Today was Eid Al-Adha, the day Muslims around the world honour the willingness of Abraham to sacrifice his son Ishmael as an act of obedience to God’s command. It also marked the second day of the week-long Somali Cultural Festival at the Two Rivers Mall. The festival which kicked off yesterday will continue until the 25th of July. Hailed as the first-ever Somali art and cultural fair in Kenya, the event promises not to disappoint.

If you ask me, today started on a bit of an anticlimax. Little culture and art were going on besides the DJ’s mixes at the podium – the only sign of the festival. I could even swear I had heard a few Tanzanian renditions, but then I seldom swear. I have a craving for camel milk which went missing as soon as COVID arrived. On the other hand, camel meat has long eluded my taste buds. I thought this festival would be where they meet. Nyirnyir would have given me some much-needed bragging rights. I had even nursed the notion of participating in the camel dance!

If you ask me, today's Somali Cultural Festival started on a bit of an anticlimax. Besides the DJ's mixes at the podium - the only sign of the festival - little culture and art was going on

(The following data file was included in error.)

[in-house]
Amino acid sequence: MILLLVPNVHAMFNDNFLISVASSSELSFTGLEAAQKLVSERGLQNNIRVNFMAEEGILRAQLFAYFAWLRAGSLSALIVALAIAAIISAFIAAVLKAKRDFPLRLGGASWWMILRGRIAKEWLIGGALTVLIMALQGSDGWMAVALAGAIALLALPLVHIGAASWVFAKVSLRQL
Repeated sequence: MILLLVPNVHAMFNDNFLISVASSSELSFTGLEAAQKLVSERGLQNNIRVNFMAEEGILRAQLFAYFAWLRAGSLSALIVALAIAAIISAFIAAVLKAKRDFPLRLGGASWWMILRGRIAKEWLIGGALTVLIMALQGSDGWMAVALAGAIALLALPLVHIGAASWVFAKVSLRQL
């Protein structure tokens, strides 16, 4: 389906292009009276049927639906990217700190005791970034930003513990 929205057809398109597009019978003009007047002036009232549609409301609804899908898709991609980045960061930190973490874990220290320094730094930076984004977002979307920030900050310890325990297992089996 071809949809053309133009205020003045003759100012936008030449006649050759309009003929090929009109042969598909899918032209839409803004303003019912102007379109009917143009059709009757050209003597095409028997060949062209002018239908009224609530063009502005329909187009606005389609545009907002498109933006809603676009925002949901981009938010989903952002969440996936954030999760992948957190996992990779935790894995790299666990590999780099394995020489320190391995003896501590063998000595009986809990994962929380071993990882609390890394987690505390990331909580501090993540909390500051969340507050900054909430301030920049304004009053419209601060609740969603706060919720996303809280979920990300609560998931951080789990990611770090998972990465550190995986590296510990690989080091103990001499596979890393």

At least art manifested in the form of intricate henna body expressions. Every corner you turned, henna art followed you. However, I highly suspect the Eid celebrations and not the festival inspired it. As the second day of the Somali Cultural Festival came to a close, the renditions of Somali’s Suldaan Seerar salvaged a dull day. Being non-Somali, I could not understand the words in his songs, but I loved the music, and I was not alone.

As I write this, I wonder whether my choice of day sabotaged my strategy, combining the festival with Eid and maximising diversity. But, true to plan, Two Rivers was packed – minus Somali culture and art! With five more days to go, maybe, just maybe, there might be light at the end of the tunnel.